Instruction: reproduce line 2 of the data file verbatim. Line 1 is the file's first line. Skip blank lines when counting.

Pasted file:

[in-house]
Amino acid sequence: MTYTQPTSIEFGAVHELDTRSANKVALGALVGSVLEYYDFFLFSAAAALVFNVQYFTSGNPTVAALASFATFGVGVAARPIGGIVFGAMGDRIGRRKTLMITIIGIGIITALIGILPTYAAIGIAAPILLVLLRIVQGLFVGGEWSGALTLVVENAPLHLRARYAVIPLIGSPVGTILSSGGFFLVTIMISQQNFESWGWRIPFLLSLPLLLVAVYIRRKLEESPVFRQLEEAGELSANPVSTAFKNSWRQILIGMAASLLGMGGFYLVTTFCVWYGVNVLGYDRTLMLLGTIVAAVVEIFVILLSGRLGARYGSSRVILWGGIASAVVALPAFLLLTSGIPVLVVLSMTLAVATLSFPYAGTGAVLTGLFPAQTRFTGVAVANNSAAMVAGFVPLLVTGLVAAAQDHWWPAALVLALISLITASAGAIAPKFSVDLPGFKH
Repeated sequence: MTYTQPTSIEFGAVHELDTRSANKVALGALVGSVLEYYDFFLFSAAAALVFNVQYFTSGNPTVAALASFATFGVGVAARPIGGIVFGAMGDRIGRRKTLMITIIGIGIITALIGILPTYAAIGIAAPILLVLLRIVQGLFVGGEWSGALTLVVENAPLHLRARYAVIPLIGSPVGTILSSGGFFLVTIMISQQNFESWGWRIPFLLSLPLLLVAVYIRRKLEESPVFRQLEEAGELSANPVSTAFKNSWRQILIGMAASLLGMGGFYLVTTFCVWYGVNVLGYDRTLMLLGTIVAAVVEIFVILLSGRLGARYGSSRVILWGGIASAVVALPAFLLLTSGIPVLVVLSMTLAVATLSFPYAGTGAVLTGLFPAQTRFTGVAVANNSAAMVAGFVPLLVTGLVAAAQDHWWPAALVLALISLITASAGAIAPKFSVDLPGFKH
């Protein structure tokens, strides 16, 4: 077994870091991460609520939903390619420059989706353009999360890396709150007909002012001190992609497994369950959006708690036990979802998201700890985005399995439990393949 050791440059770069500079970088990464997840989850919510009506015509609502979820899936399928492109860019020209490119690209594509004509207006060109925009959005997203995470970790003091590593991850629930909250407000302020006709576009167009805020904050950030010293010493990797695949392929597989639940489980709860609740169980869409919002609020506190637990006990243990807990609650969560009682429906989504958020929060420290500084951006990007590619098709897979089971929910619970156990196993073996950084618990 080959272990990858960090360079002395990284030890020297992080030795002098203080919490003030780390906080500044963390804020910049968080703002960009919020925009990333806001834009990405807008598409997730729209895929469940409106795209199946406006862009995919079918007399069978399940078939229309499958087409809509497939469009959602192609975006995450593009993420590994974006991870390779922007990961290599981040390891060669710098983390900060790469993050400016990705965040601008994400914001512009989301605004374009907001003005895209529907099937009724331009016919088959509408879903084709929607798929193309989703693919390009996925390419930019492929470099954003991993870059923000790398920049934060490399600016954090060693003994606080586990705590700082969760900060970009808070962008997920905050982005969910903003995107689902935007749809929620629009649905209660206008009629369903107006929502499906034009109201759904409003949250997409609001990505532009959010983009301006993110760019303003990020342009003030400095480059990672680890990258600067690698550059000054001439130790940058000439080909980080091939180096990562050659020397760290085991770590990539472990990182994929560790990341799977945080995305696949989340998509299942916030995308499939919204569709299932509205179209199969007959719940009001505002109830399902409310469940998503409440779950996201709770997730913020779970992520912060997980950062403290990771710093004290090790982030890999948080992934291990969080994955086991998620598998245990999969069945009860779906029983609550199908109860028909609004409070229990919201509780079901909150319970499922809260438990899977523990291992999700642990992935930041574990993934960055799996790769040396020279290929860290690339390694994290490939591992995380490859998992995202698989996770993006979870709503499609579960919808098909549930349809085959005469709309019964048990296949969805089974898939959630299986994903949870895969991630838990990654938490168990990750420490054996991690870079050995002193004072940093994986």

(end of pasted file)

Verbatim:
Amino acid sequence: MTYTQPTSIEFGAVHELDTRSANKVALGALVGSVLEYYDFFLFSAAAALVFNVQYFTSGNPTVAALASFATFGVGVAARPIGGIVFGAMGDRIGRRKTLMITIIGIGIITALIGILPTYAAIGIAAPILLVLLRIVQGLFVGGEWSGALTLVVENAPLHLRARYAVIPLIGSPVGTILSSGGFFLVTIMISQQNFESWGWRIPFLLSLPLLLVAVYIRRKLEESPVFRQLEEAGELSANPVSTAFKNSWRQILIGMAASLLGMGGFYLVTTFCVWYGVNVLGYDRTLMLLGTIVAAVVEIFVILLSGRLGARYGSSRVILWGGIASAVVALPAFLLLTSGIPVLVVLSMTLAVATLSFPYAGTGAVLTGLFPAQTRFTGVAVANNSAAMVAGFVPLLVTGLVAAAQDHWWPAALVLALISLITASAGAIAPKFSVDLPGFKH